The humanitarian situation of Democratic Republic of Congo (author: John Mubake)

John Mubake

Social Associate @ Unsung Heroes Foundation

The Democratic Republic of Congo is experiencing a complex emergency situation, aggravated by multiple acute crises for more than two decades. More than 26 million people are in need (source: Humanitarian Needs Overview 2023), of which approximately 7.3 million are at risk of experiencing gender-based violence. The protection environment has deteriorated in the east of the country following armed and inter-community conflicts.

Even if the western and central provinces of the country are not affected by armed conflicts, insecurity, inter-community conflicts related to land issues and the low status of women are risk factors for gender-based violence. . (HRP 2022).

The DRC therefore records a significant number of cases of gender-based violence. Thus, according to the national GBV database and the National Health Information System, 30,010 GBV survivors were taken care of. North Kivu records the highest number of survivors with the number standing at 10,384. In June 2022, the humanitarian situation overview reported 2.5 million people in need of assistance and protection in North Kivu;

South Kivu records 3828 cases of survivors. In Ituri, from January to September 2021, the province recorded 5,405 cases of GBV. Among these cases, 2,131 are rapes whose main alleged perpetrators are identified among the armed groups and the Security Forces (FARDC and the PNC). There are also reports of GBV cases involving state agents.

The deleterious security situation in the provinces of South Kivu, North Kivu, Ituri, Maniema, Tanganyika, Mai-Ndombe, population movements coupled with the weakness of community protection mechanisms have exacerbated gender-based violence. In addition to this security aspect where armed conflicts and violence, cultural constraints, impunity, epidemics, natural disasters and the socio-economic impact of COVID-19 have also considerably exacerbated already existing vulnerabilities, in a marked context by a structural lack of access to essential services. In the Kasai region, for example, rape results in early marriages or arranged marriages as a cultural accommodation. In North Kivu, women are also victims of atrocious violence by armed groups and militias. In Tanganyika, discriminatory practices against women and girls aggravate the socio-economic vulnerability of women and girls. This vulnerability is exacerbated by the resurgence of inter-community conflicts and growing insecurity in the province. To illustrate, women devote themselves to agriculture, but the growing insecurity linked to conflicts, the resurgence of cases of violence they suffer, prevent them from accessing and the acts of violence used as a tactic of war break this dignity. and this trust that could lead them to get involved in conflict resolution.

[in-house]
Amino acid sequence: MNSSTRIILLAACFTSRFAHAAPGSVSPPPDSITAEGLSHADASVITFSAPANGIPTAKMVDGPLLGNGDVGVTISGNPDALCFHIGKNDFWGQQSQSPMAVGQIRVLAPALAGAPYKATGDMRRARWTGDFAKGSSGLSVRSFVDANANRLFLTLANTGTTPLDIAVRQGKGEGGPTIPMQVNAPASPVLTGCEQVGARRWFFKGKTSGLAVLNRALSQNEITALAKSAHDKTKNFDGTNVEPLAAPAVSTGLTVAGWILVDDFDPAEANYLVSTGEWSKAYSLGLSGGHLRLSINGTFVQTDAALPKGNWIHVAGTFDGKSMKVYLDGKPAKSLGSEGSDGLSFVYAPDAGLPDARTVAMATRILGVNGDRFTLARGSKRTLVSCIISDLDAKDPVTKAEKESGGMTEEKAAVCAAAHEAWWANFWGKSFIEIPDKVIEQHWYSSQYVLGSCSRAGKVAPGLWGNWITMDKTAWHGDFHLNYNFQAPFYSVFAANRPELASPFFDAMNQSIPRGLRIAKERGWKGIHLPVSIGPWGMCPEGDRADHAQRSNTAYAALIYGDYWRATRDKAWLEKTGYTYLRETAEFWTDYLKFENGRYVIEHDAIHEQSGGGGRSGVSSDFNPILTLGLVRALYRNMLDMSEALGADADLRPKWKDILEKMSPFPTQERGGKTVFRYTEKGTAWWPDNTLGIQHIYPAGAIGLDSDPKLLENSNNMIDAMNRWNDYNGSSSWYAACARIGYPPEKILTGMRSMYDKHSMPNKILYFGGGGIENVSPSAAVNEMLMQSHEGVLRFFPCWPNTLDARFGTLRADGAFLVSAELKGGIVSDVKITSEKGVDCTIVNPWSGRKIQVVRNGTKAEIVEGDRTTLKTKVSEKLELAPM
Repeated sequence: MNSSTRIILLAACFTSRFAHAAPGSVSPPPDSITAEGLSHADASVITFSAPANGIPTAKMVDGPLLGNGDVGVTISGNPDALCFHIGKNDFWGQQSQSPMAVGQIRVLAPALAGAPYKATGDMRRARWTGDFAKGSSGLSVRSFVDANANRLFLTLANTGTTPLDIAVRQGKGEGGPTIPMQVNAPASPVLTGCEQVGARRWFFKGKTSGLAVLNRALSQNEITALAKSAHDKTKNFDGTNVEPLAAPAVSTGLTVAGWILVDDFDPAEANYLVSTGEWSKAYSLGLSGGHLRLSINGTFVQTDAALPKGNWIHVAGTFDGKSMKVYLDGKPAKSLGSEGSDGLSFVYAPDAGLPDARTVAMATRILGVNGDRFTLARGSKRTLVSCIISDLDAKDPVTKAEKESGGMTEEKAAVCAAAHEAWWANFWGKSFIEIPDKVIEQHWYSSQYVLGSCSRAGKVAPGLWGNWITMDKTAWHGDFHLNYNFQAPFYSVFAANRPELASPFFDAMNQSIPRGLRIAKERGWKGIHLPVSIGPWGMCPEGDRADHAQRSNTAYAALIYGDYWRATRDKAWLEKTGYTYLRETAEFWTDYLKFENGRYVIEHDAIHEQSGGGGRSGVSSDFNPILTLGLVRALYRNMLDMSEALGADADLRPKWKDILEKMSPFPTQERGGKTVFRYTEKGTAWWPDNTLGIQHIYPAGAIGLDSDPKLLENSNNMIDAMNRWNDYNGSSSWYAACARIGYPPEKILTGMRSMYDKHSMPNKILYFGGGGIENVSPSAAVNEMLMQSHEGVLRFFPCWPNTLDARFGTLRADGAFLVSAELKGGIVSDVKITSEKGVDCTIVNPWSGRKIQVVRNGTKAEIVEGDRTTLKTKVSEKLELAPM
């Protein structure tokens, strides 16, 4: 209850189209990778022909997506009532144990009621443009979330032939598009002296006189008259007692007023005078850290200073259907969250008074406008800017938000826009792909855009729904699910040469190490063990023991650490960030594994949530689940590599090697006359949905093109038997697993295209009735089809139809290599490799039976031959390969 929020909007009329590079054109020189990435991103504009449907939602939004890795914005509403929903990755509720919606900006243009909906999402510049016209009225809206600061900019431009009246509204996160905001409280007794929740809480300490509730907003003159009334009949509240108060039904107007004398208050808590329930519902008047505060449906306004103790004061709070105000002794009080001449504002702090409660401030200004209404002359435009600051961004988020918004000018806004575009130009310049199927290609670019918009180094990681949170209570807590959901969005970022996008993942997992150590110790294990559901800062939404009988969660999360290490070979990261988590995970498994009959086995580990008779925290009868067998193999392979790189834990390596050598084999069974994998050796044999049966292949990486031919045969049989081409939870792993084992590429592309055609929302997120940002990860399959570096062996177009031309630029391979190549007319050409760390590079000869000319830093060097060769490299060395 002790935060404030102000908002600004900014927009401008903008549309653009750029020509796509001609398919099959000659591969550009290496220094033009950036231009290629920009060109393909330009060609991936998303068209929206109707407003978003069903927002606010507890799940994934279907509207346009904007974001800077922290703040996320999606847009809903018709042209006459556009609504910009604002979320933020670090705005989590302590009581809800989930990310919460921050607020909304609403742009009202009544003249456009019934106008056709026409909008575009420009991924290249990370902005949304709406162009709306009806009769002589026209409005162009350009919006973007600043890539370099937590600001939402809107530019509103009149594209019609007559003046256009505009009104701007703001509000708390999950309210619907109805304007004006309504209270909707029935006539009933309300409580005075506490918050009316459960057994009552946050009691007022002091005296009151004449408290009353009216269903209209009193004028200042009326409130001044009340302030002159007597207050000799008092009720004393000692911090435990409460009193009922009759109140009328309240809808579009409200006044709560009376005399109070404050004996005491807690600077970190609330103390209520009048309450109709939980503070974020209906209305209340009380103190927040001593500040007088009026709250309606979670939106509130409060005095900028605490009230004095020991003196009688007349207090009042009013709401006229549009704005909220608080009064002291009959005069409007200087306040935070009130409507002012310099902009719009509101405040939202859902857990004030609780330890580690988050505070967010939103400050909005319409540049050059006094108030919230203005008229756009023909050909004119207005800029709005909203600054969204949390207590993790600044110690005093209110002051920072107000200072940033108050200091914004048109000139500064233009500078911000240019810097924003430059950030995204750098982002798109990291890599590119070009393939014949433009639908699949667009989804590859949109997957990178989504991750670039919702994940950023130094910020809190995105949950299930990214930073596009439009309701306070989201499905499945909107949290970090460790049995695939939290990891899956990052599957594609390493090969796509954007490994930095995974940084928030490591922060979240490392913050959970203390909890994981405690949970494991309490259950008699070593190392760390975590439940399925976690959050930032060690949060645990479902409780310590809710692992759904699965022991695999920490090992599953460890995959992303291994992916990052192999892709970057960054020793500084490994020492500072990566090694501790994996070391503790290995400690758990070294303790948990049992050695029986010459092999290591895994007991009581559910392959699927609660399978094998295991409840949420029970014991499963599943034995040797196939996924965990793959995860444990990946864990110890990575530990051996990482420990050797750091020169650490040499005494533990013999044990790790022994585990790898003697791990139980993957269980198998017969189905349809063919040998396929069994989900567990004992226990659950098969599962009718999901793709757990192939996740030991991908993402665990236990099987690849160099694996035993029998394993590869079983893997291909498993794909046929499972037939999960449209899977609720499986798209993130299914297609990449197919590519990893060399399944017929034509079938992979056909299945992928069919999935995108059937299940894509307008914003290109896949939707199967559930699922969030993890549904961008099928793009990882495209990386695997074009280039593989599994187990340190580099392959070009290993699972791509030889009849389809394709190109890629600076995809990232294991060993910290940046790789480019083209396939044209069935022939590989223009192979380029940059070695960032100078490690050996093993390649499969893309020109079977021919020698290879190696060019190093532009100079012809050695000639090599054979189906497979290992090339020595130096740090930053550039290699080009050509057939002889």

Efforts to consolidate peace and to combat sexual and gender-based violence have been implemented, but given the scale of the needs on the ground, especially in a post-COVID situation, the high vulnerability and the persistence conflicts, these efforts still need to be strengthened.

Regarding issues of Peace and Security, many developments have been recorded at the normative level in connection with the implementation of Resolution 1325 and the National Action Plan 1325 with a view to ensuring the effective involvement of women in the processes. of peace and the fight against violence. However, in some conflict areas and in the provinces, women are little involved in conflict prevention processes and initiatives to take their concerns into account. Similarly, despite the key role that women’s civil society organizations can play in conflict prevention, they do not benefit from the resources to exercise this role. The need for mobilization of women from local civil society will contribute to carrying out concrete actions in order to ensure, through projects or initiatives of a cohesive nature, the return of peace through the transformative role of women in conflict resolution. .

South Kivu has been affected by several epidemics, including measles, cholera and the Covid-19 pandemic. South Kivu has notified 17,933 cases of measles since the beginning of 2022 until epidemiological week 46, for 191 deaths, representing a fatality rate of 1.07%. As for cholera, 4,505 cases have been notified for 15 deaths since January 1, representing a case fatality rate of 0.33%. 18 out of 34 HZs were affected with the highest number of cases in Fizi HZ, followed by Kalehe, Minova, Ruzizi, Idjwi, Nundu and Uvira for major outbreaks. This situation is generally exacerbated by poor access to drinking water, non-compliance with hygiene practices and precarious sanitation in a context of population movement which accelerates human-to-human contamination. We observe an upward trend for these two epidemics compared to the same period last year.

In the second half of 2022, the provinces of South Kivu and Maniema recorded 9,673 serious human rights violations, mainly perpetrated by armed groups, and which affect, in descending order, the right to property, the right to physical integrity and gender equality. Among these violations, there are 312 serious violations of children’s rights in times of armed conflict (including a majority of forced recruitment into armed groups) and 470 cases of gender-based violence (GBV).

Author: John Mubake

Social Associate @ Unsung Heroes Foundation, DRCongo